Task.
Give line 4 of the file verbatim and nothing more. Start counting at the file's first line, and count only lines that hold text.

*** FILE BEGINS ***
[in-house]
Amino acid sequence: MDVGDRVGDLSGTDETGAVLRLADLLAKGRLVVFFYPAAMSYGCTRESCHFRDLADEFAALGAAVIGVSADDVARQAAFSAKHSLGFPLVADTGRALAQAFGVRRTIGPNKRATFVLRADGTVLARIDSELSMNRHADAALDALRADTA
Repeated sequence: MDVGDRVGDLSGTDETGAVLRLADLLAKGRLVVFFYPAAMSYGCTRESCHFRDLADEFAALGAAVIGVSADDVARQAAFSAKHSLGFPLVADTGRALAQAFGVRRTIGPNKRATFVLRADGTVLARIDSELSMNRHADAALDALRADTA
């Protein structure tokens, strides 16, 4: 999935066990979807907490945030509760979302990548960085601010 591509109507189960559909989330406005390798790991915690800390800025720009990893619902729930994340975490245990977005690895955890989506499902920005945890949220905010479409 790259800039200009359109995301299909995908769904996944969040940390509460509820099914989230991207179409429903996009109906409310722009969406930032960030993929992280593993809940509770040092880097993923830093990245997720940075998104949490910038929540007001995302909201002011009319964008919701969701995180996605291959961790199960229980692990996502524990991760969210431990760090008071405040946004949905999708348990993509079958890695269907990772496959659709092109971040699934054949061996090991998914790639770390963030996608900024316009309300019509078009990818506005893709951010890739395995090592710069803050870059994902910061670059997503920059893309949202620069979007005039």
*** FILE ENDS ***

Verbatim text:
């Protein structure tokens, strides 16, 4: 999935066990979807907490945030509760979302990548960085601010 591509109507189960559909989330406005390798790991915690800390800025720009990893619902729930994340975490245990977005690895955890989506499902920005945890949220905010479409 790259800039200009359109995301299909995908769904996944969040940390509460509820099914989230991207179409429903996009109906409310722009969406930032960030993929992280593993809940509770040092880097993923830093990245997720940075998104949490910038929540007001995302909201002011009319964008919701969701995180996605291959961790199960229980692990996502524990991760969210431990760090008071405040946004949905999708348990993509079958890695269907990772496959659709092109971040699934054949061996090991998914790639770390963030996608900024316009309300019509078009990818506005893709951010890739395995090592710069803050870059994902910061670059997503920059893309949202620069979007005039």